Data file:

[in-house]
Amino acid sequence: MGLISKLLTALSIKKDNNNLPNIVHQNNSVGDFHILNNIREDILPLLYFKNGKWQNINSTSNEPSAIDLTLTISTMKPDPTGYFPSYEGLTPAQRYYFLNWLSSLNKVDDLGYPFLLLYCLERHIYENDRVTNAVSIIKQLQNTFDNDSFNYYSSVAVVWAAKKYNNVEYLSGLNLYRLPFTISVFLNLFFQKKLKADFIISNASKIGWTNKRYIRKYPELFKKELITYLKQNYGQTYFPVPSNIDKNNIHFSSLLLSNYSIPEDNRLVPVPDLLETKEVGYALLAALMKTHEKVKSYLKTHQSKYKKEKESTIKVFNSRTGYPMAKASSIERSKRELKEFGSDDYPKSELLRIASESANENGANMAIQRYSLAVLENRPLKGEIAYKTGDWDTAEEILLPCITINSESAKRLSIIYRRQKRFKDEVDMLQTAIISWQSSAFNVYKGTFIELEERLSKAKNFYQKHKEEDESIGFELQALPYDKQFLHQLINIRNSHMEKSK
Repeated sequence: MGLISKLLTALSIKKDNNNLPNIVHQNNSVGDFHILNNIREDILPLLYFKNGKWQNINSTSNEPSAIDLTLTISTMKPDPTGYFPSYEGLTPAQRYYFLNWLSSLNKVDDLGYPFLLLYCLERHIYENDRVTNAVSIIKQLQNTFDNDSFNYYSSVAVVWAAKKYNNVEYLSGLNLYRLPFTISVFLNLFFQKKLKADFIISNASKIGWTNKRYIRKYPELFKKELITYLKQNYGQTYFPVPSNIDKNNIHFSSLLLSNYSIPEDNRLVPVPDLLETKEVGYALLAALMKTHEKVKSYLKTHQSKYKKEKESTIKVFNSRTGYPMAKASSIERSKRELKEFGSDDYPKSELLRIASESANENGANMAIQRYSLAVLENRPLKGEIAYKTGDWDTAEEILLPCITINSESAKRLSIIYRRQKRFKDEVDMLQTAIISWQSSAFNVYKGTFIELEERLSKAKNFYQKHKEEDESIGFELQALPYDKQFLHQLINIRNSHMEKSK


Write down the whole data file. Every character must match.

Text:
[in-house]
Amino acid sequence: MGLISKLLTALSIKKDNNNLPNIVHQNNSVGDFHILNNIREDILPLLYFKNGKWQNINSTSNEPSAIDLTLTISTMKPDPTGYFPSYEGLTPAQRYYFLNWLSSLNKVDDLGYPFLLLYCLERHIYENDRVTNAVSIIKQLQNTFDNDSFNYYSSVAVVWAAKKYNNVEYLSGLNLYRLPFTISVFLNLFFQKKLKADFIISNASKIGWTNKRYIRKYPELFKKELITYLKQNYGQTYFPVPSNIDKNNIHFSSLLLSNYSIPEDNRLVPVPDLLETKEVGYALLAALMKTHEKVKSYLKTHQSKYKKEKESTIKVFNSRTGYPMAKASSIERSKRELKEFGSDDYPKSELLRIASESANENGANMAIQRYSLAVLENRPLKGEIAYKTGDWDTAEEILLPCITINSESAKRLSIIYRRQKRFKDEVDMLQTAIISWQSSAFNVYKGTFIELEERLSKAKNFYQKHKEEDESIGFELQALPYDKQFLHQLINIRNSHMEKSK
Repeated sequence: MGLISKLLTALSIKKDNNNLPNIVHQNNSVGDFHILNNIREDILPLLYFKNGKWQNINSTSNEPSAIDLTLTISTMKPDPTGYFPSYEGLTPAQRYYFLNWLSSLNKVDDLGYPFLLLYCLERHIYENDRVTNAVSIIKQLQNTFDNDSFNYYSSVAVVWAAKKYNNVEYLSGLNLYRLPFTISVFLNLFFQKKLKADFIISNASKIGWTNKRYIRKYPELFKKELITYLKQNYGQTYFPVPSNIDKNNIHFSSLLLSNYSIPEDNRLVPVPDLLETKEVGYALLAALMKTHEKVKSYLKTHQSKYKKEKESTIKVFNSRTGYPMAKASSIERSKRELKEFGSDDYPKSELLRIASESANENGANMAIQRYSLAVLENRPLKGEIAYKTGDWDTAEEILLPCITINSESAKRLSIIYRRQKRFKDEVDMLQTAIISWQSSAFNVYKGTFIELEERLSKAKNFYQKHKEEDESIGFELQALPYDKQFLHQLINIRNSHMEKSK